Right from the start of his career, with the girls screaming all around him, he still came across as an old head on young shoulders, keeping company with musicians three times his age, sharing stages with the Rolling Stones, Robert Plant and Jimmy Page, Ben E King and others of a musical vintage Nutini appreciated more than his peers did. His follow-up album, Sunny Side Up, released in 2009, reflected his old school tastes more explicitly, taking a chance with its eclectic diet of soul, ska and swing, and going on to sell as well as its predecessor. Cue extensive touring schedule.

But then Nutini took a break, for his own sanity as much as anything. Although charismatic, he has never been comfortable with stardom, and certainly not with celebrity. So he took time out to retreat from all the attention, reconnect with his family in Paisley and his extended family in Barga, Tuscany, reclaim a degree of domesticity, get back to nature, get fit, read a book or 50, all that kind of stuff. And gradually, removed from outside pressure, he began to work on what he really loves – writing and recording the music which, ironically, is going to pitch him back to artistic prominence and the public and media scrutiny of which he is so wary.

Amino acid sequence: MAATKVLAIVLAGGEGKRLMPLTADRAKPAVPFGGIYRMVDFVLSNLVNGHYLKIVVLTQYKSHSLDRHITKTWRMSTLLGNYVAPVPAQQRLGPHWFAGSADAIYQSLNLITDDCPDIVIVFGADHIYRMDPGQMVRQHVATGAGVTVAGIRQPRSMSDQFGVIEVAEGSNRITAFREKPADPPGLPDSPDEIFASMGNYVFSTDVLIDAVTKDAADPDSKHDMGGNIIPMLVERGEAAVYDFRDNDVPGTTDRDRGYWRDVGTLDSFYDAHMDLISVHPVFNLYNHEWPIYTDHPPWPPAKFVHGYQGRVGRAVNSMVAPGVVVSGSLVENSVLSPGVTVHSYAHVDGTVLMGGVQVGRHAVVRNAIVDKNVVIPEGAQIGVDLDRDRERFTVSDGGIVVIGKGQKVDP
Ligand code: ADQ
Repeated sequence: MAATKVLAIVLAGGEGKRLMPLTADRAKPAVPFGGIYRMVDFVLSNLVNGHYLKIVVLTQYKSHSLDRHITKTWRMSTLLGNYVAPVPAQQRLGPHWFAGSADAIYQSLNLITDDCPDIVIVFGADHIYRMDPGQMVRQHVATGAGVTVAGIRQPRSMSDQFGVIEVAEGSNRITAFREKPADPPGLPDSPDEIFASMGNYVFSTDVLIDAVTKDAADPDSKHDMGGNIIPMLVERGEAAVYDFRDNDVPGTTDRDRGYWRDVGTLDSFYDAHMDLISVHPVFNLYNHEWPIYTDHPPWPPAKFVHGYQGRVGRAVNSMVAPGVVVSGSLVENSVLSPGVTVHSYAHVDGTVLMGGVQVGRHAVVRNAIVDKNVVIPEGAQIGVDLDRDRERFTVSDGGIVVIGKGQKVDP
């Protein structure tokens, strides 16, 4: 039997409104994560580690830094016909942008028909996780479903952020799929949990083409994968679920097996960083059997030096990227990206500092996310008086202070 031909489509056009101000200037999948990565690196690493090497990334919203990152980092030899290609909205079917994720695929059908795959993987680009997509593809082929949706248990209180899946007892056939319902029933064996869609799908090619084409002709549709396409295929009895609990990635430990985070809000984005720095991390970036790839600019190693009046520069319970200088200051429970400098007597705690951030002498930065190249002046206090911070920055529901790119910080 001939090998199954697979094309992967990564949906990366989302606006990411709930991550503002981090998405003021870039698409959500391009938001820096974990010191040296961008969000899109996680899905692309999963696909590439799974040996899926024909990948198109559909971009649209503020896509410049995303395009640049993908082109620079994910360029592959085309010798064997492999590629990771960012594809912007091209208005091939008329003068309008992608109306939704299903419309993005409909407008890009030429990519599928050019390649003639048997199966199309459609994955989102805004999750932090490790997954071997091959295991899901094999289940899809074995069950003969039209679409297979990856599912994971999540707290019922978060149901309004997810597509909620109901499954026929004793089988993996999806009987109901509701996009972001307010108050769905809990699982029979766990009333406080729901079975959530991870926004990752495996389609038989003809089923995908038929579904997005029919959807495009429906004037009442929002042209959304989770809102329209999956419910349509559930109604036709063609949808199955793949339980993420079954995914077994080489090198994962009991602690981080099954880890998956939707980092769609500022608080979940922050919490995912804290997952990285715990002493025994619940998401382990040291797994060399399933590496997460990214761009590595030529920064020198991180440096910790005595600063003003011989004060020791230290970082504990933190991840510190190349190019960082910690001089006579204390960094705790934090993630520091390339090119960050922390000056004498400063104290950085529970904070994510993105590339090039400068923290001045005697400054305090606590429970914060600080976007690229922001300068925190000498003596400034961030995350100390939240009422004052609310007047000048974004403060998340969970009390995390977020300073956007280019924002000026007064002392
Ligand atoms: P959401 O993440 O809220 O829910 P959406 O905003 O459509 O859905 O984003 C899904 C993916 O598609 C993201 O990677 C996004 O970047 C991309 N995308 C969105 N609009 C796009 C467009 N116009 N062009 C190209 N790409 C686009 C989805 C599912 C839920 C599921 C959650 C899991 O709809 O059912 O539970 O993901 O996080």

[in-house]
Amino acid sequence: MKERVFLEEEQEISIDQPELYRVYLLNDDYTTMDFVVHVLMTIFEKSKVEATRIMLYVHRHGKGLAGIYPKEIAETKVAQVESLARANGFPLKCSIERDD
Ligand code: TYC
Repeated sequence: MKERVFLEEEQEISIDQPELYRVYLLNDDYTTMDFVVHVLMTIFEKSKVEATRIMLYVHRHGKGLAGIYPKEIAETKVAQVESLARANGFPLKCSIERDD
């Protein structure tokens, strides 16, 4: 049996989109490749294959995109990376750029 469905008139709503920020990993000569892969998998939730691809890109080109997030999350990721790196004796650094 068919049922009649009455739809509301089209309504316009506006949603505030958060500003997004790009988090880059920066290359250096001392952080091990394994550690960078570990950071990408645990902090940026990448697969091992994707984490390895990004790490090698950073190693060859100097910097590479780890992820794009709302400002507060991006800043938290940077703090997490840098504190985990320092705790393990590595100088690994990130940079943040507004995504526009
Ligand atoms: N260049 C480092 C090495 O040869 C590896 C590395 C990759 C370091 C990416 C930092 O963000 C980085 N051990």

“I thought by now I’d be a bit more comfortable with the whole prospect of people looking at you,” he says. “All of a sudden my picture’s in the paper, or I’m making a music video, and it’s still the most surreal experience. I thought you could learn and you would acclimatise, but I really haven’t. When things get too grand or too big, I struggle to keep up with it all.

“The prospect of being up there in front of all those people again, it’s laying yourself bare again. Everybody’s got their opinion of what I should or shouldn’t be doing, what I should achieve – people saying ‘that’s not the real you’. Well, I’m glad you know who the hell I am, because I’m still finding out. Could you enlighten me some more, could you tell me a bit more about myself?”